“For me, natural dyeing has always been about place and local color,” says artist Kayla Powers, whose multidisciplinary works stitch together her passions for gardening, foraging, textiles, and exploring her local environment. A connection to the land and its natural bounty lays the framework for her quilt-like compositions, inspired by stained glass, textile traditions, and dyes derived from regional plants.
Based in Detroit, Michigan, where she has lived for the past seven years and recently graduated from Cranbrook Academy of Art, Powers has honed her interest in plants and botanical materials that she finds near her home and gardens on a small plot in her backyard. “I have been gardening and foraging in Detroit for the past seven years, so I feel familiar with the plant life in this city, and I continue to learn about it constantly,” she says.
“Detroit is so unique for a city, in that there is a lot of open land. And sometimes you hear it called ‘vacant land,’ but I have found it to be the exact opposite. There is such a variety of plant and animal life that thrives in these open spaces.”
When she moved to the city in 2017, she was surprised to find on her regular walks through the neighborhood that natural dye plants grow abundantly in many of the uninhabited lots. “Foraging for plants in the city is a great way to get to know a place,” Powers says. “Detroit is so unique for a city, in that there is a lot of open land. And sometimes you hear it called ‘vacant land,’ but I have found it to be the exact opposite. There is such a variety of plant and animal life that thrives in these open spaces.”
Powers’ knowledge of plants developed throughout her travels and work experience in places like a permaculture farm in Colombia, a biodynamic farm in Upstate New York, and a ginger farm in Hawaii. During a six-month Textile Internship at WildCraft Studio School in Portland, Oregon, she was introduced to natural dyes, which were used to color wool processed from locally-raised sheep.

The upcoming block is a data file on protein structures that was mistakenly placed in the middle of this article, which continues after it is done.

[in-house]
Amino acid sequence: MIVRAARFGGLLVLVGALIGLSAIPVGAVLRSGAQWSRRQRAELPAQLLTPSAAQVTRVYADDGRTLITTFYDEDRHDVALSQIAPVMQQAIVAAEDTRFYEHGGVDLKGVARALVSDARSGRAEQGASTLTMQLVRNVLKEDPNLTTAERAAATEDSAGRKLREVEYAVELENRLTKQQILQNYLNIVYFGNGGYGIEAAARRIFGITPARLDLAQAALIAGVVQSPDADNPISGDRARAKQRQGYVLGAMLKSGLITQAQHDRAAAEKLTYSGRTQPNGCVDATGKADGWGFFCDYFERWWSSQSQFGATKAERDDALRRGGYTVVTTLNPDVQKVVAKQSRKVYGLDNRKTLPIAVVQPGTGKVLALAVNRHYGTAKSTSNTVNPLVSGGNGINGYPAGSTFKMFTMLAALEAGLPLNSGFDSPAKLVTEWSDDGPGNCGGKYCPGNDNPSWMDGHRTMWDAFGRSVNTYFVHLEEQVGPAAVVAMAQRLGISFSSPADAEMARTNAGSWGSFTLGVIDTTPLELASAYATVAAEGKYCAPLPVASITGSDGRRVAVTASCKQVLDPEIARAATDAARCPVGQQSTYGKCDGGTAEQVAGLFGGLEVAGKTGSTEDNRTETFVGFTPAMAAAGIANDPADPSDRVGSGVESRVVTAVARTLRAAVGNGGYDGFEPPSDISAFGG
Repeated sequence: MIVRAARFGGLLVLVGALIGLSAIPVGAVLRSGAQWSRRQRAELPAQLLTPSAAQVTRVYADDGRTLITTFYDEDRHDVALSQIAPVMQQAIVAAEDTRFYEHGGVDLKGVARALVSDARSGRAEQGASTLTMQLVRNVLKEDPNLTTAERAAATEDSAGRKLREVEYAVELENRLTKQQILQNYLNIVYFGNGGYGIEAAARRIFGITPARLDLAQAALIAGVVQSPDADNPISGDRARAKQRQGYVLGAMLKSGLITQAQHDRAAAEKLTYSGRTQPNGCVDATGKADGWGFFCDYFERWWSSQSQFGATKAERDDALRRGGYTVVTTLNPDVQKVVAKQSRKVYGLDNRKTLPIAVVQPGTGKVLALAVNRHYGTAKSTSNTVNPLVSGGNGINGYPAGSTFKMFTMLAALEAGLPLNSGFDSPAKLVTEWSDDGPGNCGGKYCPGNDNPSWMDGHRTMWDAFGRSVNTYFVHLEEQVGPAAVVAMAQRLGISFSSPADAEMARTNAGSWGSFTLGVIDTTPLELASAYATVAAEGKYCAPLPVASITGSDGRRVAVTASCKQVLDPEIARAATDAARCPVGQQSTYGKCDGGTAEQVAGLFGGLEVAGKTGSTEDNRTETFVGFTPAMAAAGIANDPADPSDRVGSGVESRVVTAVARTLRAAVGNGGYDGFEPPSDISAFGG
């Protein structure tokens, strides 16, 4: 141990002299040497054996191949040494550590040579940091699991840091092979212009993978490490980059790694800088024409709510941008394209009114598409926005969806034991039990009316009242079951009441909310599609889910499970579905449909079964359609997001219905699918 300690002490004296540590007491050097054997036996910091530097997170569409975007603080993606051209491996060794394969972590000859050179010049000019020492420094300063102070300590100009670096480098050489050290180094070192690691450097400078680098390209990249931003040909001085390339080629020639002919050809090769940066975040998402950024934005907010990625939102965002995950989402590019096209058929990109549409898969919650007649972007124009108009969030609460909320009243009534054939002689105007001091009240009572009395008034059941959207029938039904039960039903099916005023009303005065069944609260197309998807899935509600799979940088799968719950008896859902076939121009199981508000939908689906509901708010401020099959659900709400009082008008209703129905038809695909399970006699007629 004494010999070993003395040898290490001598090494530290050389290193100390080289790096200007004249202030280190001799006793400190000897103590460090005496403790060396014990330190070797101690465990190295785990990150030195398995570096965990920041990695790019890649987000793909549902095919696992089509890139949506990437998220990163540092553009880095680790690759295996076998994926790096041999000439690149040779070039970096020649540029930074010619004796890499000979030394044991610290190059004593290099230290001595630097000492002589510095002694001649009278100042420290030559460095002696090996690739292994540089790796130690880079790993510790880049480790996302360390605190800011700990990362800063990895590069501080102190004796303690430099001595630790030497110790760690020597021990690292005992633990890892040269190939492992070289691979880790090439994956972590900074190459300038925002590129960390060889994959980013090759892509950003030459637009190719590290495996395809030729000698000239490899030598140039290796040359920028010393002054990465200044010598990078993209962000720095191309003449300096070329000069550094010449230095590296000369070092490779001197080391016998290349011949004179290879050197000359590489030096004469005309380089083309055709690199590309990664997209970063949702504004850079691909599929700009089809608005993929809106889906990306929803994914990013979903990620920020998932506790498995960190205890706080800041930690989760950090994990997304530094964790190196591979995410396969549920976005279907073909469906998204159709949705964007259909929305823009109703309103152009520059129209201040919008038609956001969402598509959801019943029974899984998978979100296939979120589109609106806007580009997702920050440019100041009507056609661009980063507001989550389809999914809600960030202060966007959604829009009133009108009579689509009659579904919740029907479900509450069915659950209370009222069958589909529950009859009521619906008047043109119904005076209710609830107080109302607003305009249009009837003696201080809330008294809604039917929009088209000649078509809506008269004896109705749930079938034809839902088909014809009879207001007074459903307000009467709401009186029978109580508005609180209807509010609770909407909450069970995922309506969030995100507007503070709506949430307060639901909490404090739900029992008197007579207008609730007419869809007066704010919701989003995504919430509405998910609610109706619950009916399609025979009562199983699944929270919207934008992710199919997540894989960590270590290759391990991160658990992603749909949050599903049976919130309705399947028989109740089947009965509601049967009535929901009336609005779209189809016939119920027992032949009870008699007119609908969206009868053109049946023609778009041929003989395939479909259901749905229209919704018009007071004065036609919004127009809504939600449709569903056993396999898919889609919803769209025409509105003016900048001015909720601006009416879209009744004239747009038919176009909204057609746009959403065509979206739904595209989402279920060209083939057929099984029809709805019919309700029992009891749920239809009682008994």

Immersing in material, place, and time
In her most recent creative explorations, Powers has begun working with sheer or transparent fabrics, sometimes filled with seeds or embellished with the silhouettes of leaves and flowers. “I was looking at quilts and stained glass windows and thinking about light and how that impacts our experience of a place,” she says. She has begun incorporating cyanotypes, a camera-less photographic process that relies on the sun and a solution of iron salts to imprint an image onto a surface.
Powers enjoys weaving together notions of medium, place, and passing time. “I was writing out my materials lists and thinking, okay, I used cotton fabric that I dyed with marigolds—for example—and I grew the marigolds with soil, water, and sunlight, and it felt like this poetic moment to me, that the quality and quantity of light in a place determines the color in a certain plant.”
A new technique in Powers’ repertoire includes mixing pigment with milk-based paint to create patterns she calls “seed stitches.” She says, “I love the parallels between gardening and quilting—sowing seeds and sewing fabric—so these little marks I’m making directly on the wall are kind of an homage to both.” This summer, she also rented a space at a local ceramics studio and began experimenting with clay. “I love to let the process guide me,” she says. “That way, I can stay open to the possibilities.”